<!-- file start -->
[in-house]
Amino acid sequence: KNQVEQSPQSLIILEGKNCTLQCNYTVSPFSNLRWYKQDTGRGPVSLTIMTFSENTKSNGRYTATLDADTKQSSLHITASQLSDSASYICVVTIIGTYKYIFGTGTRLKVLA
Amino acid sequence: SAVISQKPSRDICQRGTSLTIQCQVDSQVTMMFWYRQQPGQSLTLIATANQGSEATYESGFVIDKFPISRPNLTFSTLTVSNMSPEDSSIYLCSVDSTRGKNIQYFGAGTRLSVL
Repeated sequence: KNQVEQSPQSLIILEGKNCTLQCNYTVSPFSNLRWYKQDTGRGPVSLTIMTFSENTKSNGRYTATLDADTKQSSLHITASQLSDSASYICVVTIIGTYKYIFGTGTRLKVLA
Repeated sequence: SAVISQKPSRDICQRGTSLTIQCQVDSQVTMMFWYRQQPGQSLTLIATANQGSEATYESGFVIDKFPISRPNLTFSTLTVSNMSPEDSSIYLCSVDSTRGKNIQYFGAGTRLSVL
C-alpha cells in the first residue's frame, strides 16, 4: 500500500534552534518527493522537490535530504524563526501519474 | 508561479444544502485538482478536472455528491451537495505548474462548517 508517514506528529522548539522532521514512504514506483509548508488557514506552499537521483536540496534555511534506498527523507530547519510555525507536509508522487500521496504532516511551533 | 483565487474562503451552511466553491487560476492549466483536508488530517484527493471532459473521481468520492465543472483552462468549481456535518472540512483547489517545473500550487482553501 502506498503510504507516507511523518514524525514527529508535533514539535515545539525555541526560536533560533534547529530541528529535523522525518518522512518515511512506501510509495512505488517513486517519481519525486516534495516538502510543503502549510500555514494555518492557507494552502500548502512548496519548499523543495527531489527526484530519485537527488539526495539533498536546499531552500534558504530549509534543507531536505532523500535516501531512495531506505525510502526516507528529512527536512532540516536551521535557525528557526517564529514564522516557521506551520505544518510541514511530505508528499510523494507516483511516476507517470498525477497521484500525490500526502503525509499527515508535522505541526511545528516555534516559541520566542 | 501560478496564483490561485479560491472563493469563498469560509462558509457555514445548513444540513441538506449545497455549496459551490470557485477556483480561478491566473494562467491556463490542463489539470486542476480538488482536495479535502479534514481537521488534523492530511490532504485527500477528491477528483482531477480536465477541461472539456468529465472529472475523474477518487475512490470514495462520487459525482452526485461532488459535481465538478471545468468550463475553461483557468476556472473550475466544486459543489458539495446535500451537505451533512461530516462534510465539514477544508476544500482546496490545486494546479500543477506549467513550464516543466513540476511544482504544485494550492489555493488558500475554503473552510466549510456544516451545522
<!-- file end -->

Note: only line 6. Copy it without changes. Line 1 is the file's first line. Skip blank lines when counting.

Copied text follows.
C-alpha cells in the first residue's frame, strides 16, 4: 500500500534552534518527493522537490535530504524563526501519474 | 508561479444544502485538482478536472455528491451537495505548474462548517 508517514506528529522548539522532521514512504514506483509548508488557514506552499537521483536540496534555511534506498527523507530547519510555525507536509508522487500521496504532516511551533 | 483565487474562503451552511466553491487560476492549466483536508488530517484527493471532459473521481468520492465543472483552462468549481456535518472540512483547489517545473500550487482553501 502506498503510504507516507511523518514524525514527529508535533514539535515545539525555541526560536533560533534547529530541528529535523522525518518522512518515511512506501510509495512505488517513486517519481519525486516534495516538502510543503502549510500555514494555518492557507494552502500548502512548496519548499523543495527531489527526484530519485537527488539526495539533498536546499531552500534558504530549509534543507531536505532523500535516501531512495531506505525510502526516507528529512527536512532540516536551521535557525528557526517564529514564522516557521506551520505544518510541514511530505508528499510523494507516483511516476507517470498525477497521484500525490500526502503525509499527515508535522505541526511545528516555534516559541520566542 | 501560478496564483490561485479560491472563493469563498469560509462558509457555514445548513444540513441538506449545497455549496459551490470557485477556483480561478491566473494562467491556463490542463489539470486542476480538488482536495479535502479534514481537521488534523492530511490532504485527500477528491477528483482531477480536465477541461472539456468529465472529472475523474477518487475512490470514495462520487459525482452526485461532488459535481465538478471545468468550463475553461483557468476556472473550475466544486459543489458539495446535500451537505451533512461530516462534510465539514477544508476544500482546496490545486494546479500543477506549467513550464516543466513540476511544482504544485494550492489555493488558500475554503473552510466549510456544516451545522